Bit of a hypothetical question but I'd still go modeller as tonally it's much more adaptable, My (hypothetical) pair of JCM800's with 4 4x12 cabs would sound rubbish in the Dog n Duck, where-as my modeller sounds great.  Unless you file that under 'practicality' ;)
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  • digitalscreamdigitalscream Frets: 13243
    Maynehead said:
    Maynehead said:
    I still think "Modellers" should stop trying to model valve amps, and become Digital Amps in their own right. Only when that happens will there be real competition against the valve amps, otherwise valve amps will always be the holy grail.
    I've honestly never really cared whether a model sounds like the original amp or not...authenticity is irrelevant to me, I just use the model names as a clue to the general flavour of the block and tweak from there. If I can't get it to work, I just move on to the next one that sounds vaguely appropriate for what I'm aiming at.
    I guess the pertinent question here is: If you disregard practicality/cost/feasibility etc., from a pure tone point of view, would you prefer a modelling amp with 10 amp models, or having the 10 actual amps that are being modelled at your disposal?
    I'd rather have 10 useful amp models than the same 10 amps.

    In fact, I'd rather have three useful amp models and a couple of useful alternatives for each major effect type than 20 useful glass bottle amps.

    Practicality wins, for me. For live stuff, that means a good modeller, a tiny-but-mighty power amp and a lightweight cab. For recording...it means having them all at my fingertips whenever the urge takes me.

    I've already proven to myself that no audience member can tell that it's not a valve amp when I'm running through a real cab, and that with a great engineer mixing it, using a modeller like the Helix doesn't detract from the music.

    I'm keeping the JCA50H for sentimental reasons, but from this point forward...I'm all about the modelling.
    "Mains is ouchy if you get it up you" - Sporky
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  • Maynehead said:
    I still think "Modellers" should stop trying to model valve amps, and become Digital Amps in their own right. Only when that happens will there be real competition against the valve amps, otherwise valve amps will always be the holy grail.
    I've honestly never really cared whether a model sounds like the original amp or not...authenticity is irrelevant to me, I just use the model names as a clue to the general flavour of the block and tweak from there. If I can't get it to work, I just move on to the next one that sounds vaguely appropriate for what I'm aiming at.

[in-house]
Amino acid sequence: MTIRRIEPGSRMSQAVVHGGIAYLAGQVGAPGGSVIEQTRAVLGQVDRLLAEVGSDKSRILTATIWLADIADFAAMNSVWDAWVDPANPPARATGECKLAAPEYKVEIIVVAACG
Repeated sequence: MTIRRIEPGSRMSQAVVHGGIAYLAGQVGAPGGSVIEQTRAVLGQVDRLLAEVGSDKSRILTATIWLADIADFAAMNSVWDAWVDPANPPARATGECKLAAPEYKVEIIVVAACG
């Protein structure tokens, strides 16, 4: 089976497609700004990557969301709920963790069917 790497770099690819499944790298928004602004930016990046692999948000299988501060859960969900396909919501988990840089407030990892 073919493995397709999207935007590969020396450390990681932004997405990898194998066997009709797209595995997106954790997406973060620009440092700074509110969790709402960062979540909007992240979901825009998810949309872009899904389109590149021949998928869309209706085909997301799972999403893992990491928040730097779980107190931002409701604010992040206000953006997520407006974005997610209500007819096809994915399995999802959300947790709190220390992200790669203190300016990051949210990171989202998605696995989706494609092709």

Yep - part of why I love the Fractal Recto model is it sounds like the same family of the real amps but it's a bit better behaved in lower tunings.  The real amp is really quite something to play through as a half stack, but for recording I actually found it easier to use the Axe FX.
    A lot of that is the cab too though, mesa 4x12s are fucking beasting! Only ever played through one once when sharing backline and theyre just tear your head off.

    True, the oversize cab does have quite a different response compared to a normal sized 4x12.  I find the 2x12 is the sweet spot for my tastes.  Even then, it's just a huge sounding amp in general.
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  • MayneheadMaynehead Frets: 1480
    Maynehead said:
    Maynehead said:
    I still think "Modellers" should stop trying to model valve amps, and become Digital Amps in their own right. Only when that happens will there be real competition against the valve amps, otherwise valve amps will always be the holy grail.
    I've honestly never really cared whether a model sounds like the original amp or not...authenticity is irrelevant to me, I just use the model names as a clue to the general flavour of the block and tweak from there. If I can't get it to work, I just move on to the next one that sounds vaguely appropriate for what I'm aiming at.
    I guess the pertinent question here is: If you disregard practicality/cost/feasibility etc., from a pure tone point of view, would you prefer a modelling amp with 10 amp models, or having the 10 actual amps that are being modelled at your disposal?
    I'd rather have 10 useful amp models than the same 10 amps.

    In fact, I'd rather have three useful amp models and a couple of useful alternatives for each major effect type than 20 useful glass bottle amps.

    Practicality wins, for me. For live stuff, that means a good modeller, a tiny-but-mighty power amp and a lightweight cab. For recording...it means having them all at my fingertips whenever the urge takes me.

    I've already proven to myself that no audience member can tell that it's not a valve amp when I'm running through a real cab, and that with a great engineer mixing it, using a modeller like the Helix doesn't detract from the music.

    I'm keeping the JCA50H for sentimental reasons, but from this point forward...I'm all about the modelling.
    Maybe my question was slightly confusing.

    Basically what I’m asking is, is it the actual tone of the amps that draws people towards modellers, or is it all the other conveniences that they offer?

    If you were a millionaire rockstar recording an album at the studio, would you still use a Helix?